More than five decades after archaeologists discovered the first of the Dead Sea Scrolls in caves on the western shore of the Dead Sea, nearly all the texts, dating between 250 b.c. and a.d. 70, have been published…. They also contain prayer texts, biblical interpretations, poetical fragments, wisdom compositions, and various sectarian documents. — Associated Press, Nov. 15, 2001

Nov. 20 (EW Newswire): in a surprising turn in the ongoing story of the publication of the Dead Sea Scrolls, biblical scholars have announced the discovery of a heretofore unknown scroll that apparently alludes to the current rock band Creed.

When the scroll was first unearthed last month, archaeologists were vexed by its contents. But the last pieces of the excavation puzzle fell into place when the document’s title was revealed as ”The Stapp Scroll,” which experts now believe is a clear reference to Creed’s swaggering and exceedingly self-important singer, Scott Stapp. ”We’re not sure how these ancient men of letters knew, 2,000 years ago, about this band and their new album, Weathered, but some things you don’t question,” said spokesman A.C. Schmelmark.

Whereas the famed Dead Sea Scrolls laid out laws for mankind (”No man shall argue or quarrel with the men of perdition”; ”He shall perform the will [of God] in all his deeds and in all strength as He has commanded”), the Stapp Scroll brings to light rules for crafting successful rock with a born-again bent. At a press conference, Schmelmark cited examples:

”No man shall preach too forcefully in song at the risk of turning off his fellow man”: Schmelmark says this is a reference to both the group’s undercover Christian leanings and the Weathered track ”Signs,” in which Stapp bluntly admonishes, ”Time served on the earth doesn’t mean you grow in mind…Spiritual insinuations seem to shock our nation.” In the same song, the scolding line ”We all know sex sells and the whole world is buying” is cited as the truth, but in this regard, the scroll proffers, ”No man shall sing lines such as these while conspiring with purveyors of cultural carnality like MTV.” Scholars also speculate that the original scrollsmiths feared that Stapp’s references to a ”holy war” (”Freedom Fighter”) and to a ”wicked” way of life (”Don’t Stop Dancing”) would work against converting newcomers.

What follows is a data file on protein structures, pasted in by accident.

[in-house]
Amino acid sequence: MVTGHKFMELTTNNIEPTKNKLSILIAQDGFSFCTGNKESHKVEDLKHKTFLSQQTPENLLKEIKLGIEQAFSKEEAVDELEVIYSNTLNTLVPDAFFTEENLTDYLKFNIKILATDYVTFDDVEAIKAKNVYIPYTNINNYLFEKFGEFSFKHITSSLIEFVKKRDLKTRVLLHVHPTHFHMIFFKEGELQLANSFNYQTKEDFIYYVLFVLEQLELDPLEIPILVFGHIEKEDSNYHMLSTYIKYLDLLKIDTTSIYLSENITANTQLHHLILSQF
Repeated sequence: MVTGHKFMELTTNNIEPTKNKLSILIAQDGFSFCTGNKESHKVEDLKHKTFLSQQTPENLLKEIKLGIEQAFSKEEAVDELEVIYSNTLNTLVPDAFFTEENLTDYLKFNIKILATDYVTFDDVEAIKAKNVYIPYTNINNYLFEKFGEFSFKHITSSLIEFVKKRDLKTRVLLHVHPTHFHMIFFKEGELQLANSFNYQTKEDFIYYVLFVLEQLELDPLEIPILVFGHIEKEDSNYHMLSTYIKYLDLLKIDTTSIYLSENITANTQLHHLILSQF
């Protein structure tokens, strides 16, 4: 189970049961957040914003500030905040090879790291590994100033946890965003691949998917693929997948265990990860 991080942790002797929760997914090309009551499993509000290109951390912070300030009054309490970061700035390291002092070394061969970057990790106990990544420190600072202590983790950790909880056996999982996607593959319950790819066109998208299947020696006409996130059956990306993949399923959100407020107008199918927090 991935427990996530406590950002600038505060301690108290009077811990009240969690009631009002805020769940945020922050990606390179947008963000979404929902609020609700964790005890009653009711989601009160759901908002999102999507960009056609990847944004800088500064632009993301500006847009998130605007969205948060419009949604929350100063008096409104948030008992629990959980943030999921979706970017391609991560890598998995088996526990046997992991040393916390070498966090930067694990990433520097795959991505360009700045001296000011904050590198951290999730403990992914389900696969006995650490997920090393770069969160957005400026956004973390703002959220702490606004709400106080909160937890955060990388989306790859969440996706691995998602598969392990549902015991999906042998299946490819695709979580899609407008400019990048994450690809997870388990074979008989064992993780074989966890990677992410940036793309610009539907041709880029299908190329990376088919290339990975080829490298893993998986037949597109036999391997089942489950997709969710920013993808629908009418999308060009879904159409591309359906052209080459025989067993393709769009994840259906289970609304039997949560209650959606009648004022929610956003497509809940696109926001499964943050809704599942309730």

”No man shall sound as all-knowing as the Lord — look what happened to Jim Morrison”: Here the scroll cites ”Who’s Got My Back?” (”See the signs/The covenant has been broken by mankind”). Although the scroll admits it is ”not uncommon” to encounter musicians who sing of being burdened and who employ apocalyptic imagery in so doing, few are as leaden as Stapp. Archaeologists also speculate the scroll’s authors disliked the song’s eight plodding minutes, which they claimed subvert the uplifting potential of the lyrics, as much of ”Weathered” does.

”No band shall capitalize on the decline of grunge by offering up holy-watered-down imitations, albeit with a harder mosh-pit groove”: A tenet that, it appears, applies to ”Weathered” — particularly to guitarist Mark Tremonti’s hellishly heavy-handed power chords and Stapp’s clenched-throat delivery, which scholars say ”borroweth liberally” from Eddie Vedder and Chris Cornell.

”No man shall create a love song so grumpy”: Here, the ancient document points to ”My Sacrifice,” which, despite an anthemic chorus, is weighed down by its surly lyrics. However, the scroll does credit Creed with having reinvented the power ballad, thus foretelling the softer sides of Staind and their ilk.

”No man or musician shall create album art in which he and his colleagues are shown hovering over holy grounds resembling the Cambodian temple of Angkor Wat”: Scholars insist that this reference is self-explanatory with regard to ”Weathered.”

”Judging by the Stapp Scroll, our professional opinion is that the authors saw ”Weathered” coming and were warning us of man’s need for shameful self-glorification,” said Schmelmark. ”Besides, we have it on good authority that the Almighty One is more of a dc Talk fan.”

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